Today I wanted to show you something different, something I wrote long time ago and I wanted to share. Hope you guys enjoy it.
If you’re lucky, 2+2=5
Numbers. We love to count, measure, quantify, express the world through math formulas. We are able to turn any moment into a simple equation; we reduce everything to statistics and probabilities. We want to know our chances.
Luck doesn’t exist anymore, it has been replaced by counting. We have stopped crossing our fingers when we wish something, instead we calculate our chance of winning. Wishing on a star is a thing of the past, if probabilities don’t reach 50%, it’s better to give up. Statistics don’t lie.
I hate Math, it doesn’t leave free space for feelings, coincidences and changes. A Shakespeare’s play can be interpreted in many different ways, it depends on the lector’s mood. Math can’t, 2+2 will always be 4, regardless of your thoughts. Boring, isn’t it? Numbers are logical, rational, realistic, constant and unchanging. Why do we insist in reducing our life to something so distant from our nature? Wouldn’t it be better to measure everything with glitter, candy floss or smiles? That would definitely be a good method…”What chances do I have of becoming an astronaut? One in a million. Right, but how huge would my smile be? Yeah, it worth it.”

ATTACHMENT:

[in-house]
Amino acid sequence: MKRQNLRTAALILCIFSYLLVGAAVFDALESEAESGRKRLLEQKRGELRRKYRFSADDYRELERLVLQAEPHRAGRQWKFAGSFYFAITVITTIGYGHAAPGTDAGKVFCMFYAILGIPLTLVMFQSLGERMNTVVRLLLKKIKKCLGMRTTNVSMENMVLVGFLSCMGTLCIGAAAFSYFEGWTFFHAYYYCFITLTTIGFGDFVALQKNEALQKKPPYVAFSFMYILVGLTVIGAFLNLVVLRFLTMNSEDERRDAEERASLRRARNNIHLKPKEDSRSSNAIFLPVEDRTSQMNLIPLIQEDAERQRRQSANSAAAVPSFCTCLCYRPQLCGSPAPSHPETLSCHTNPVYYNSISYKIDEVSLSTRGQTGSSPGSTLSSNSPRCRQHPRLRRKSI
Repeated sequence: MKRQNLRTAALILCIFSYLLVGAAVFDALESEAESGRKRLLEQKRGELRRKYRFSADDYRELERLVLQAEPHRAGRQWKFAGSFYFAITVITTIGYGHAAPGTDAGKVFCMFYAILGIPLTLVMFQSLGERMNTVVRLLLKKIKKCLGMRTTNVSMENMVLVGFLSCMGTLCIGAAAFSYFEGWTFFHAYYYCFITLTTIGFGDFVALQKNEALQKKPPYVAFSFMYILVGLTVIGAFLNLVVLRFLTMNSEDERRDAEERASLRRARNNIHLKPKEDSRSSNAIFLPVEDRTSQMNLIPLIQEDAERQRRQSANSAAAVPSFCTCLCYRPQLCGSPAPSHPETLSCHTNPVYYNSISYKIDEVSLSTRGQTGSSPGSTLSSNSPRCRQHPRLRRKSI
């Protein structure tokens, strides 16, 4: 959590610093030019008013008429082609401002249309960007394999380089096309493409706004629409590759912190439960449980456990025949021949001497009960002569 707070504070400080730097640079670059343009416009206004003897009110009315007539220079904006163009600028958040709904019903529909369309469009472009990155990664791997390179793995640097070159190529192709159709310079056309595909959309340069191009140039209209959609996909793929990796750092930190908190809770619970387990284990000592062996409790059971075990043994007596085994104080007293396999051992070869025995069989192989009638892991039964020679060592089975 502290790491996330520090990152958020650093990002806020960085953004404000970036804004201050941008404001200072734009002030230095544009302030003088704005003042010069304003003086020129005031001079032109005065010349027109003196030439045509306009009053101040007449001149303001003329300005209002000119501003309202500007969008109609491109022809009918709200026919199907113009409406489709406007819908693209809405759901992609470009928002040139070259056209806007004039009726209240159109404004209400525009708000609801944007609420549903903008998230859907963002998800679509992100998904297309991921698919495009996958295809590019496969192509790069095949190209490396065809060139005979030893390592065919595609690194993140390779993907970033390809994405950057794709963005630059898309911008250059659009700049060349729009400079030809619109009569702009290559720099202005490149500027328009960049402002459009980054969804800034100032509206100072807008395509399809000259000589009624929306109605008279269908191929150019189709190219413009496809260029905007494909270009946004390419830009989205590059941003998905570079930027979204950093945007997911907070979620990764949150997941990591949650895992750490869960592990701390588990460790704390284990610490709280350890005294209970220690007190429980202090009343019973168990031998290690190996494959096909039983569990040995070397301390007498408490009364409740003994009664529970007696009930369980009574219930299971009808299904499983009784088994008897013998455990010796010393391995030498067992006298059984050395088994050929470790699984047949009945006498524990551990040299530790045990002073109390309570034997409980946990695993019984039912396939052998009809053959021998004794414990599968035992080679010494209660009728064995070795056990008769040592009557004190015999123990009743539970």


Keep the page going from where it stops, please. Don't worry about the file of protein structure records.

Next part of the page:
I believe statistics leave out part of the truth. When they try to assure something they never give us the 100%, but always a number around 98 or 99%, just to save their ass in case of error. I wonder in which statistics I am that 1% left, it’d be great to know it, to feel special and different from the rest of the people.
In reality, statistics are only a try to measure the water inside the bottle, always half empty. I don’t like to see it that way, I prefer to do it at a guess and decide if there is enough water for me. If I can choose, I prefer to put the bottle horizontal and pretend there is more water than there really is. And numbers, obvious, sincere and hard, don’t allow me to do it.
What can I say? I’m not one for science, I studied Arts. I like to cross my finger, make wishes upon shooting stars, blow dandelions and fallen eyelashes. I trust my luck and possibilities, and if the fortune chooses me I’ll thank her and enjoy the moment. I’m here thanks to wishes and dreams that came true, and believe me when I say I’ve never understood a probability table.
In the end, the things that make us feel special, happy and unique are the most improbable: passing an exam we thought we’ve failed, warm weather in a February day or finding love in someone close. What do statistics have to say about it?